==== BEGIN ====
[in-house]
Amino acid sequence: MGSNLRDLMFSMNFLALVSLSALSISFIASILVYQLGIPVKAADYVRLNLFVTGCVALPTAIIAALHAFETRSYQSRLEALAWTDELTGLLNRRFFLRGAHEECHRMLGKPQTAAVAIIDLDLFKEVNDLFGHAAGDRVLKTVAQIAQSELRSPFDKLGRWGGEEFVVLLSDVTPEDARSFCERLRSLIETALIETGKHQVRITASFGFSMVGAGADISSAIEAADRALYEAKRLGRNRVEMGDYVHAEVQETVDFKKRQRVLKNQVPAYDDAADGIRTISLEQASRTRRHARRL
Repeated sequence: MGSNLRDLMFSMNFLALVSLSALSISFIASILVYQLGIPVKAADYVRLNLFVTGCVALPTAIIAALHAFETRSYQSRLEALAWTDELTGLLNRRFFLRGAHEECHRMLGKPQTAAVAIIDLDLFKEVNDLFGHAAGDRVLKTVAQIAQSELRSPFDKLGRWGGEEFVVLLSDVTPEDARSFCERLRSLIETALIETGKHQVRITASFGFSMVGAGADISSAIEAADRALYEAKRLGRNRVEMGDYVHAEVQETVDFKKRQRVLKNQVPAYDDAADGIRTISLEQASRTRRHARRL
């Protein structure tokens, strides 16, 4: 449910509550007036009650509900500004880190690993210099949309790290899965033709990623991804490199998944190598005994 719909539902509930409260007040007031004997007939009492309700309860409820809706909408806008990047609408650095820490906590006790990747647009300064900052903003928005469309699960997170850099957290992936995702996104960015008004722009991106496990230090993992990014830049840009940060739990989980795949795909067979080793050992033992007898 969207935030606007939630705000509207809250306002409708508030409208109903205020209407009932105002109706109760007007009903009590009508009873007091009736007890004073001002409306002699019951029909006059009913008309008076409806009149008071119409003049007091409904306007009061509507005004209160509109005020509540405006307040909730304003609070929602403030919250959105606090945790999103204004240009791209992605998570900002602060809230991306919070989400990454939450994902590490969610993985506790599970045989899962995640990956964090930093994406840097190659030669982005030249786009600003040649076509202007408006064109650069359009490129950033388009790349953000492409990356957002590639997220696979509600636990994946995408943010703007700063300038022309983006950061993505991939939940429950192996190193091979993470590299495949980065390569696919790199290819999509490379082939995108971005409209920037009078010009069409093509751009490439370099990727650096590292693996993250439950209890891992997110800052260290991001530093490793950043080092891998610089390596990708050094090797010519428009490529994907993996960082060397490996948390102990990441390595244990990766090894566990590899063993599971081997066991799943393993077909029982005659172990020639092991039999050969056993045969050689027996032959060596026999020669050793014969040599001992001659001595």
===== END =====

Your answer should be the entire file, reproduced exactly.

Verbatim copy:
[in-house]
Amino acid sequence: MGSNLRDLMFSMNFLALVSLSALSISFIASILVYQLGIPVKAADYVRLNLFVTGCVALPTAIIAALHAFETRSYQSRLEALAWTDELTGLLNRRFFLRGAHEECHRMLGKPQTAAVAIIDLDLFKEVNDLFGHAAGDRVLKTVAQIAQSELRSPFDKLGRWGGEEFVVLLSDVTPEDARSFCERLRSLIETALIETGKHQVRITASFGFSMVGAGADISSAIEAADRALYEAKRLGRNRVEMGDYVHAEVQETVDFKKRQRVLKNQVPAYDDAADGIRTISLEQASRTRRHARRL
Repeated sequence: MGSNLRDLMFSMNFLALVSLSALSISFIASILVYQLGIPVKAADYVRLNLFVTGCVALPTAIIAALHAFETRSYQSRLEALAWTDELTGLLNRRFFLRGAHEECHRMLGKPQTAAVAIIDLDLFKEVNDLFGHAAGDRVLKTVAQIAQSELRSPFDKLGRWGGEEFVVLLSDVTPEDARSFCERLRSLIETALIETGKHQVRITASFGFSMVGAGADISSAIEAADRALYEAKRLGRNRVEMGDYVHAEVQETVDFKKRQRVLKNQVPAYDDAADGIRTISLEQASRTRRHARRL
């Protein structure tokens, strides 16, 4: 449910509550007036009650509900500004880190690993210099949309790290899965033709990623991804490199998944190598005994 719909539902509930409260007040007031004997007939009492309700309860409820809706909408806008990047609408650095820490906590006790990747647009300064900052903003928005469309699960997170850099957290992936995702996104960015008004722009991106496990230090993992990014830049840009940060739990989980795949795909067979080793050992033992007898 969207935030606007939630705000509207809250306002409708508030409208109903205020209407009932105002109706109760007007009903009590009508009873007091009736007890004073001002409306002699019951029909006059009913008309008076409806009149008071119409003049007091409904306007009061509507005004209160509109005020509540405006307040909730304003609070929602403030919250959105606090945790999103204004240009791209992605998570900002602060809230991306919070989400990454939450994902590490969610993985506790599970045989899962995640990956964090930093994406840097190659030669982005030249786009600003040649076509202007408006064109650069359009490129950033388009790349953000492409990356957002590639997220696979509600636990994946995408943010703007700063300038022309983006950061993505991939939940429950192996190193091979993470590299495949980065390569696919790199290819999509490379082939995108971005409209920037009078010009069409093509751009490439370099990727650096590292693996993250439950209890891992997110800052260290991001530093490793950043080092891998610089390596990708050094090797010519428009490529994907993996960082060397490996948390102990990441390595244990990766090894566990590899063993599971081997066991799943393993077909029982005659172990020639092991039999050969056993045969050689027996032959060596026999020669050793014969040599001992001659001595």